The Heart of Darkness and Things Fall Apart Most of the African novels that were written in the 19th century were Marjory based of colonization. It was a period in history when Africans encountered the whites and writers felt that the events of this period were best documented through writing. The Heart of Darkness by Joseph Conrad and Things Fall Apart by Chinua Achebe are some of the novels that were written during this time in history. They are both centered on the African struggles against European colonialism.
Although the books contain almost similar subject-matters, they are seemingly different. A careful analysis of both The Heart of Darkness and Things Fall Apart evidences that Conrad and Achebe differ in the manner in which they both write about the colonizing Europeans and the native Africans. It is important to note that Achebe was an African, while Conrad was Polish and did actually not learn English until in his twenties. The very initial difference in the two stories can be derived form a careful interpretation of their titles.
In Chinua’s Things fall apart, he elaborates on the manner in which Europeans came and destroyed the then peaceful systems of African traditions and resulted to everything literary falling apart. In The Heart of Darkness on the other hand, Conrad exposes how the African continent can be described as a dark continent as far as development and civilization are concerned. Characters are fundamental vehicles that writers employ in conveying their meaning. Another significant difference in these two stories is evidenced through the characters.
Marlow, the main character in The Heart of Darkness, travels to the central station from the outer station and encounters scenes of brutality and cruelty against the Africans. Marlow’s adventures portray the hypocrisy in the rhetoric employed to justify imperialism. The men working in the company describe their actions as trade and their ill treatment against Africans as part of civilization. Kurtz, another character in this story, agrees that he does not trade, but takes ivory by force. In his own words, his treatment to the Africans is extermination and suppression (56).
In Things Fall Apart, on the other hand, the author describes the Native Africans with intense praise. Okonkwo, the main character, is described as a hard-working and a determined man. He achieves a lot of social and financial success through his hard work and is viewed as a pillar in his clan and society. He is however, resistance to change and this leads to his final downfall. He has a strong sense of self-worth, which rests upon the standards the society judges him. Africans in The Heart of Darkness are presented as objects.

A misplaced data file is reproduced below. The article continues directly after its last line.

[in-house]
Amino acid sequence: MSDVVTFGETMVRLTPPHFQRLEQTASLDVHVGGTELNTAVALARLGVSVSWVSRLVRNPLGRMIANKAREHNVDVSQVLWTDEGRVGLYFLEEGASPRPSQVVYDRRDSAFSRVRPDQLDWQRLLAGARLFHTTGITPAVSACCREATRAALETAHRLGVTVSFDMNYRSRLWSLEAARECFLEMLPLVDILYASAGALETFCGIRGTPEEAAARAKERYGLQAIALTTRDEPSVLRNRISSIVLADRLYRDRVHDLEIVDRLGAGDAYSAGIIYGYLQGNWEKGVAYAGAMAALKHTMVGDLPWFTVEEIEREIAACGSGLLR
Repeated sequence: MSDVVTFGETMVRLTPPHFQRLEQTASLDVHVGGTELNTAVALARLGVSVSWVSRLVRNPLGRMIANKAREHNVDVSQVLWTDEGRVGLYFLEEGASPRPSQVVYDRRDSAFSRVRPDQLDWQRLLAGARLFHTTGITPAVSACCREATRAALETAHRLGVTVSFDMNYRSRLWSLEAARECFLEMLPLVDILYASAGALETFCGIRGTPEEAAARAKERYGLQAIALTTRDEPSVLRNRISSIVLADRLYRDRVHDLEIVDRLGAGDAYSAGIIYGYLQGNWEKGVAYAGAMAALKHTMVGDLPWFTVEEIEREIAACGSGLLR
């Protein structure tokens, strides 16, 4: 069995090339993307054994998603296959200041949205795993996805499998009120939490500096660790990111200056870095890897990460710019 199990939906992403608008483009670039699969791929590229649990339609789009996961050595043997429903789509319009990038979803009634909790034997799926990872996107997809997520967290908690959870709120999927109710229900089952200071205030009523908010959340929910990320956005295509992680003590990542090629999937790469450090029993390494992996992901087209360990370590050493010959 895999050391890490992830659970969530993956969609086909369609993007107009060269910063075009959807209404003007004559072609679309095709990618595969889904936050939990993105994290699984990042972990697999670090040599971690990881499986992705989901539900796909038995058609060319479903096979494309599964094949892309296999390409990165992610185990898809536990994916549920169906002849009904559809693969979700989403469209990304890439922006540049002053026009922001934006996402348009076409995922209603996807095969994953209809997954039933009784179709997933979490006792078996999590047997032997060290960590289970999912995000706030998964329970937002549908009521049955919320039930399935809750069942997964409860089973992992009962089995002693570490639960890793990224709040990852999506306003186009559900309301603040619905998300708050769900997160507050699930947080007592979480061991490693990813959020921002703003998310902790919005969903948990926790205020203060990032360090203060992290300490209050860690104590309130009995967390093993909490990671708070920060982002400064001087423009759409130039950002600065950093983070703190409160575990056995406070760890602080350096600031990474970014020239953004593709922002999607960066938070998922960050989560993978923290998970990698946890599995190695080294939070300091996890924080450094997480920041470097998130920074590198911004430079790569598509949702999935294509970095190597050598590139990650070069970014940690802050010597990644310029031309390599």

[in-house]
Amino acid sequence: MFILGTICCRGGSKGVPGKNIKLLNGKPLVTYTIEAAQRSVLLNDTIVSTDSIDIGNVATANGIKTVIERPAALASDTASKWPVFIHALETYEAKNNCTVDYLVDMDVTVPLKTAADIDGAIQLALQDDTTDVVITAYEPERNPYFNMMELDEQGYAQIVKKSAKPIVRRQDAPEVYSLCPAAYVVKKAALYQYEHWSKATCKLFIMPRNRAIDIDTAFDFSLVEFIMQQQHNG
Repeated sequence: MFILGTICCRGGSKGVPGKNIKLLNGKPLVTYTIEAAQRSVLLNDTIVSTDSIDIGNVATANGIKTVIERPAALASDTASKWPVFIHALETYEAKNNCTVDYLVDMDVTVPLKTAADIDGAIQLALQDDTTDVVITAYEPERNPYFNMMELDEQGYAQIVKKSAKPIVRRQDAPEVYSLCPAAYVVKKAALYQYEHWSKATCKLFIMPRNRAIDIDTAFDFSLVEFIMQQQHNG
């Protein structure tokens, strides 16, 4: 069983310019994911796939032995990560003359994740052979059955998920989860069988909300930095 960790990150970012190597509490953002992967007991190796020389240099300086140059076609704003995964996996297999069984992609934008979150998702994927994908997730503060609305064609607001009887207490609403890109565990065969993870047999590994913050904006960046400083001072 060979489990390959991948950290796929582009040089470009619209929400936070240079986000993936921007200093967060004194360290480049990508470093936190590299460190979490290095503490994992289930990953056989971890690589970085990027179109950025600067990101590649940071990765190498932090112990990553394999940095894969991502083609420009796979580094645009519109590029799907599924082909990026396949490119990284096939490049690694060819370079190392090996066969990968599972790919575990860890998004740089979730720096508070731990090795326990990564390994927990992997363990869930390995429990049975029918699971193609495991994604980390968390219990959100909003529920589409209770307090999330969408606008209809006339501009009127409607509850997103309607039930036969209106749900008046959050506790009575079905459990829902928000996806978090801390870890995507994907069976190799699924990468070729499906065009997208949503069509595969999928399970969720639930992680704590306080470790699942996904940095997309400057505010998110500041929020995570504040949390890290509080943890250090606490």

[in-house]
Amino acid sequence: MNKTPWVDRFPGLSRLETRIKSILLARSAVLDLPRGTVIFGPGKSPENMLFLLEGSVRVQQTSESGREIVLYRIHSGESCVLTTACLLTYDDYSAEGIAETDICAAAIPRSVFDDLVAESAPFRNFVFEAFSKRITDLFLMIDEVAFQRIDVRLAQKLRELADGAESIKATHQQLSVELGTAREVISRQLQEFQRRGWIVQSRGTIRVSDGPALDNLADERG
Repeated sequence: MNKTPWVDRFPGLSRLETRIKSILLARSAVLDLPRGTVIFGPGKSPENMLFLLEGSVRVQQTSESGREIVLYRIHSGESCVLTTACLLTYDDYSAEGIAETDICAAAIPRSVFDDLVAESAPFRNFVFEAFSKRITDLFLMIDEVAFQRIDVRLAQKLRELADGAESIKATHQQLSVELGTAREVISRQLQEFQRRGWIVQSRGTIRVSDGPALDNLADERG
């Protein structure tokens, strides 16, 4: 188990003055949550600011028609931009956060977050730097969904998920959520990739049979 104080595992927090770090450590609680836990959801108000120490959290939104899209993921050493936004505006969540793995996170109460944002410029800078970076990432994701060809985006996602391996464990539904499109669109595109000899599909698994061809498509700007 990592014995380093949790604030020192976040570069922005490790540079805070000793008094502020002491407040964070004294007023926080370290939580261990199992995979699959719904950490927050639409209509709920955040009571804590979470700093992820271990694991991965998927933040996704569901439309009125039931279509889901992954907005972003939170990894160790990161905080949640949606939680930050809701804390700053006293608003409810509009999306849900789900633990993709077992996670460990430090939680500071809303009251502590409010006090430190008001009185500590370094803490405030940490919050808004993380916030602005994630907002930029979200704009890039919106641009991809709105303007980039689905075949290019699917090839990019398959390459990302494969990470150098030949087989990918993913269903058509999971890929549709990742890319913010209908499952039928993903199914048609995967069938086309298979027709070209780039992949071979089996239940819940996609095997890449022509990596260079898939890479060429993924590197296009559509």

For instance, Marlow refers and views his helmsman as a machinery. He also refers to Kurt’s African mistress as a piece of statuary. Africans to Marlow are just backdrops or human screens on which he can play his existential and philosophical struggles. In Things Fall Apart on the other hand, Africans are viewed as people who are bold and with strong determination. For instance, Ezinma, the only child of Ekwefi and Okonkwo’s favorite daughter, is presented as one with a masculine spirit. She has kindred spirits that boost her precociousness and confidence.
Whites in this book have, on the contrary, being painted as evil and cruel. Reverent Smith, Mr. Brown’s successor, is vengeful, zealous, manipulative and small-minded. Madness in The Heart of Darkness is linked to imperialism. In this book, Africa is shown as a continent responsible for physical illness and mental degradation. From the onset, Marlow is told that Kurtz is mad. However, with a complete picture of Kurtz, it appears that his madness is relative. Generally, the picture that Conrad paints of Africans and Africa at large is entirely different from the manner in which Achebe illustrates them.
It is therefore arguable that, though the two books were written during similar historic times, they differ in their presentation of Africans and Whites. Achebe once accuses Conrad of making his point in the book by dehumanizing Africans. Work CitedPaul Davis, Gary Harrison, David Johnson, and John Crawford. Western & World Literature. New York: Bedford/St. Martins. 2003. 1-200. print.